At my school in the USA I introduced a program that I had also promoted in Australia. It was called “Real Men Read”. Aware of the research that is described in this article in Essential Kids, I had pondered why it was that boys seem to turn off reading. A series of questions pretty much answered it for me.
When do our lifelong habits start to form? When we are very young.
Who most frequently reads the bedtime story or stories throughout the day? Mum.
Who reads the stories at the day care centre? Women.
Who teaches in the first grades of school when children are learning how to read? Mostly women.
So it dawned on me that perhaps boys think reading is really some kind of “secret women’s business” and not really for them.
It was then that I decided to bring men into my school to read books to the kids and to tell them how important reading was to them.
We had policemen, athletes, the mayor, fire fighters, members of the clergy, builders, politicians, school board members, all sorts of men.
It’s eight years since I left that school district and I understand that the program has continued. In fact I was surprised a few years ago to discover that someone was making money out of it. They had turned it into a commercial success, of course with no reference to the person who started it all. Another good educational idea turned for profit!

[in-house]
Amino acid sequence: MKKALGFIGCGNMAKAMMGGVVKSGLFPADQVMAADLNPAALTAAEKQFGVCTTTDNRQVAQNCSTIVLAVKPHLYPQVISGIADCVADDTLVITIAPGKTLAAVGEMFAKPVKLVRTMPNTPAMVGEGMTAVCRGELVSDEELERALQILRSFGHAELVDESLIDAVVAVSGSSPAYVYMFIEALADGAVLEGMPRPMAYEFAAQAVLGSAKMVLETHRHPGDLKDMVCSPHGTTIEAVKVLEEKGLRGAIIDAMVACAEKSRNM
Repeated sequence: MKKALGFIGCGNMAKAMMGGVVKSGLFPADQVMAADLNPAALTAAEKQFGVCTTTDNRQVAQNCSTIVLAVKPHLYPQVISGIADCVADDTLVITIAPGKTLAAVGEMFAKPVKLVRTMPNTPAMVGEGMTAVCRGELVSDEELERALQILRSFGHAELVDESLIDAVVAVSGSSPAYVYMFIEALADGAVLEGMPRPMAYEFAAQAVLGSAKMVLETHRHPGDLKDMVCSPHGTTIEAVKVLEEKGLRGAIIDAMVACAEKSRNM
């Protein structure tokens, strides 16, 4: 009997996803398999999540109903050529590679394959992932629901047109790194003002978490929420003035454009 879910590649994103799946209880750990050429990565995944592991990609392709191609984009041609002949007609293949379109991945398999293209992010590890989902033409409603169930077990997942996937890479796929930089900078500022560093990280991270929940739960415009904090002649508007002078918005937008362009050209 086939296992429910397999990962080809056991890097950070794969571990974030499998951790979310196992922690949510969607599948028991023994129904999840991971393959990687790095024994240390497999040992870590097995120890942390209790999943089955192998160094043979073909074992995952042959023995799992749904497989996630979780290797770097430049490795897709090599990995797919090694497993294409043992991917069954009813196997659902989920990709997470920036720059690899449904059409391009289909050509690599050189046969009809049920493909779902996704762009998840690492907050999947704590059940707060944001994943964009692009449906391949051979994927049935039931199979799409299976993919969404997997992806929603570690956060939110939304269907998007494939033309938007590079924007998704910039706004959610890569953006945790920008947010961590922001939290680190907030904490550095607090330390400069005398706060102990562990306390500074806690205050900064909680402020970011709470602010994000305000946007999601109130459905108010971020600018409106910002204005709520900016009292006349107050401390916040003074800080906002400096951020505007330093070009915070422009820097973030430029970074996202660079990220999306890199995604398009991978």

I have just watched a very interesting News Hour report on a school district in the USA where project based learning is being introduced district wide. There has been a lot of learning for teachers as well as students, and some teachers have moved out or been moved out because it simply wasn’t for them.
One of the trickiest aspects has been finding a way to focus on this kind of learning where depth of understanding is what is valued, while at the same time managing to do well in the State’s ‘bubble tests’ which seem superficial by comparison. How to do both?
But what really intrigued me was the obvious engagement of the kids as they moved around the classrooms, handled materials and were generally physically active.
How much of their engagement was because they were free to move?
Obviously that’s not enough on its own, but just how critical might it be?
I remember a third grade boy I taught years ago. He would drive the class and me crazy by constantly kicking the legs of his table when sitting down to do work. I was inexperienced. I tried asking, rewarding, growling and grumbling but nothing worked until one day I told him he could stand up or work on the floor if he would prefer to. Eureka! Problem solved. He just needed to be able to move.
Young children in particular need to move and get their bodies involved in their learning. Lots of boys need to move a lot of the time. That doesn’t mean they need to swing from the classroom fan. They just need acceptable wriggle room, a way to get the bubbles out of their joints.
Take a look at your classroom. Here are a couple of easy, rule of thumb guides.
1. Don’t expect your kids to keep still for more than one minute per year of age. A seven year old needs a wriggle after seven minutes. A fifteen year old can keep it together for a quarter of an hour before a stretch or a stand up/sit down might be called for.
2. Watch for the classroom fidgets and find a way to help them fidget in ways that don’t distract or irritate the others.
Let the kids move. They’ll learn better.